“But the potential of this region is amazing, as it is the third biggest HVAC market after the United States and India,” Aslam says, optimistically surveying the scene. Ahuja, while agreeing with him, warns: “Private sector spending continues to be slow and cautious. Banks have been quite reluctant to extend credit to this sector. The recovery has been uneven across the countries in the region, as governments are tapping their sovereign wealth to varying extents to cushion the blow to their banking systems and to compensate for the weakness in private sector demand and investment.”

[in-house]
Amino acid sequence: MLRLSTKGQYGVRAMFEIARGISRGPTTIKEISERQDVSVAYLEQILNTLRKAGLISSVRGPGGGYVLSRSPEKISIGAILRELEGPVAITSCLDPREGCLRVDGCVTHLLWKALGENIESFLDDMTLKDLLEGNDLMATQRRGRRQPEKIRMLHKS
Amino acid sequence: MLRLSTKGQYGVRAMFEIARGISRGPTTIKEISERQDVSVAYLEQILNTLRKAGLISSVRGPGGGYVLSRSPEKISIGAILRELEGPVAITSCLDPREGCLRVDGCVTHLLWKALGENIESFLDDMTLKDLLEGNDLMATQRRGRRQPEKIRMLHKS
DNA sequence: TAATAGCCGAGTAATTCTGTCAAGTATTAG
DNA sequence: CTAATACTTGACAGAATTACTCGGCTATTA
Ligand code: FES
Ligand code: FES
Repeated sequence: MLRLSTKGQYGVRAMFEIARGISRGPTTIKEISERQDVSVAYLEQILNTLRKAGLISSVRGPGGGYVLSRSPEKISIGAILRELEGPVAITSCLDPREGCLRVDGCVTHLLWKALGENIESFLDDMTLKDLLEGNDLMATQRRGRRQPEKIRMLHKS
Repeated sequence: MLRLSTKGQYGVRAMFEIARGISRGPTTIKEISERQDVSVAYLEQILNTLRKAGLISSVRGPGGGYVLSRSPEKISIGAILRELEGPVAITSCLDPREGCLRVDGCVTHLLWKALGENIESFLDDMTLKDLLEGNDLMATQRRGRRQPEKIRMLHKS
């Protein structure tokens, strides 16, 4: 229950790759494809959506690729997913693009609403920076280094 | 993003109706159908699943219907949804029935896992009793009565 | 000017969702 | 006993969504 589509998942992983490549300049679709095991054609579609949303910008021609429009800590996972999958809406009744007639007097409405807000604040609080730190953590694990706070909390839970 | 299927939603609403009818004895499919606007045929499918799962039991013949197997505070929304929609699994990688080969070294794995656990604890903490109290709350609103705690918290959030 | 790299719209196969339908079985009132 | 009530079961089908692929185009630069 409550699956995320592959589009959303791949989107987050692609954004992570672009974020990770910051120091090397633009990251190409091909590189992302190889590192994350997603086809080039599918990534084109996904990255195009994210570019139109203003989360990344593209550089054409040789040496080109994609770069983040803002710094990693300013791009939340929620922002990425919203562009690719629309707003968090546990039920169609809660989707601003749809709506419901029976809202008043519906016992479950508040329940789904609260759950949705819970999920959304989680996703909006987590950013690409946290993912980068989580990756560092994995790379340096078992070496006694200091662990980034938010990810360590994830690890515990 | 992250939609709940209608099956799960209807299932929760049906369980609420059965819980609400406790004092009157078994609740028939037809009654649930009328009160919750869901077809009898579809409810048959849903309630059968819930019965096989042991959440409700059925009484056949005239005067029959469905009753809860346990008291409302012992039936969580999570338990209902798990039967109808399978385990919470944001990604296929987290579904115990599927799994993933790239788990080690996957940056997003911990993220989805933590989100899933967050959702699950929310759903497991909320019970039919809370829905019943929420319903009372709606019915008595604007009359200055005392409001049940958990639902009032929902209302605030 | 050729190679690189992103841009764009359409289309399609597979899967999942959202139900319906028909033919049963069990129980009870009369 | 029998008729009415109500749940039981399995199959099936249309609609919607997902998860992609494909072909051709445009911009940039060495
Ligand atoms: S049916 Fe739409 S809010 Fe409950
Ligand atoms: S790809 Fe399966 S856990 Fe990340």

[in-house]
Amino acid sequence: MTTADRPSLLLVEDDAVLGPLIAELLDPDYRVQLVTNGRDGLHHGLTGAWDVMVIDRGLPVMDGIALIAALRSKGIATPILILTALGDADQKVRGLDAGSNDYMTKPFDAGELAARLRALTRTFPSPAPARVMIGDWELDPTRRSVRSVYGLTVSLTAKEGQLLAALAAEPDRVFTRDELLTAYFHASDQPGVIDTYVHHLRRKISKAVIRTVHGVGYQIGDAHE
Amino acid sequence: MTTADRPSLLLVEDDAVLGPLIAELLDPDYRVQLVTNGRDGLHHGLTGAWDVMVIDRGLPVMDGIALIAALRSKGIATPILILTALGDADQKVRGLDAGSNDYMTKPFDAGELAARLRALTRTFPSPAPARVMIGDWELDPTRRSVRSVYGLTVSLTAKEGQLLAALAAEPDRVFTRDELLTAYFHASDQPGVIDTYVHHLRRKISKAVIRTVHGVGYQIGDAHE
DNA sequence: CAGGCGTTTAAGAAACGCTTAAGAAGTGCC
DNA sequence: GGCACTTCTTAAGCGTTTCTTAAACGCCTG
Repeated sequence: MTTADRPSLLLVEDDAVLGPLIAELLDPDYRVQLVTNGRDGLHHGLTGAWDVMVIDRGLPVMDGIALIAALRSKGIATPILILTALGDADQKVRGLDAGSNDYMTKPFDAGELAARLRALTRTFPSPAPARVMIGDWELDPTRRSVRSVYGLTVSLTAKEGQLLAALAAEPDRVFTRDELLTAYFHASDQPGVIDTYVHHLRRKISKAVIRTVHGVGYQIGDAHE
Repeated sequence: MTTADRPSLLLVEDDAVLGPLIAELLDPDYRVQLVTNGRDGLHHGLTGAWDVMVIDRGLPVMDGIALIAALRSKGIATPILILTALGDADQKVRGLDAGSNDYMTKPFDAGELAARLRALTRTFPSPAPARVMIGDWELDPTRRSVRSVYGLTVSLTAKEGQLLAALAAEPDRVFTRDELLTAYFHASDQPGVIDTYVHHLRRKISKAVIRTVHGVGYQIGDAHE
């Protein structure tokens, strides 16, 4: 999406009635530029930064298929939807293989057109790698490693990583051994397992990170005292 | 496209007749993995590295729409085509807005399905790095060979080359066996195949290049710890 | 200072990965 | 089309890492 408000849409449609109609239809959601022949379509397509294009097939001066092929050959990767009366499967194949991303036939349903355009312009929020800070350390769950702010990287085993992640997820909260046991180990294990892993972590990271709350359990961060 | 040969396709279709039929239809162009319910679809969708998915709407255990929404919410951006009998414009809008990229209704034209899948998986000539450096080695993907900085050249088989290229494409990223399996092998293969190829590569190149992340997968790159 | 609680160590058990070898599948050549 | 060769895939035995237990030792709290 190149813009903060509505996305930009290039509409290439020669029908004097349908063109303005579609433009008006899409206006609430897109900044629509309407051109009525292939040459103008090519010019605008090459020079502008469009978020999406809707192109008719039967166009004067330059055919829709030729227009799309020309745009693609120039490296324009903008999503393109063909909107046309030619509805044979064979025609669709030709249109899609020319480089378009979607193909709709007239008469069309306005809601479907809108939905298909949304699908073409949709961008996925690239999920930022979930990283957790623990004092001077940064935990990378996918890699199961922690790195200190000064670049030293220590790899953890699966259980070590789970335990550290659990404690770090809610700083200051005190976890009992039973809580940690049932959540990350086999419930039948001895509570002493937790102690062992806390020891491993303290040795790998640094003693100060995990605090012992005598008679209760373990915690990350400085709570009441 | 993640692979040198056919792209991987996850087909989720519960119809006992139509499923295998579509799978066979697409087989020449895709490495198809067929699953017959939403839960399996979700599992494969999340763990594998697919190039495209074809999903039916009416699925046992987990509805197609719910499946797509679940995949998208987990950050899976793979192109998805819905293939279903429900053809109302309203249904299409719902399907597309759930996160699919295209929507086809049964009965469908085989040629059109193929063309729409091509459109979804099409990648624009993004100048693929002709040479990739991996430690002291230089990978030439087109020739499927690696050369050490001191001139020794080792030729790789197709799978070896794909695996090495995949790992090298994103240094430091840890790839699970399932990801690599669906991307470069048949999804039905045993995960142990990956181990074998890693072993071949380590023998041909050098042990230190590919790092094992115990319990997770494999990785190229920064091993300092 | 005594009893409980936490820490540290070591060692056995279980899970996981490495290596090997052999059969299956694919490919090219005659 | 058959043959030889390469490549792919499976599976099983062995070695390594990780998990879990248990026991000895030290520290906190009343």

“Yes, nobody is willing to burn their fingers anymore,” concedes Mistry. “The golden period of big investments is over. It will, perhaps, not come back. But that was a fairy world of make-belief. We lived in a fool’s paradise. It was unrealistic. Now that we have woken up to the reality, we are better equipped to deal with it. Thankfully, we have entered a more stable phase, which is a healthy sign. It is poised to become even more stable in the coming years.”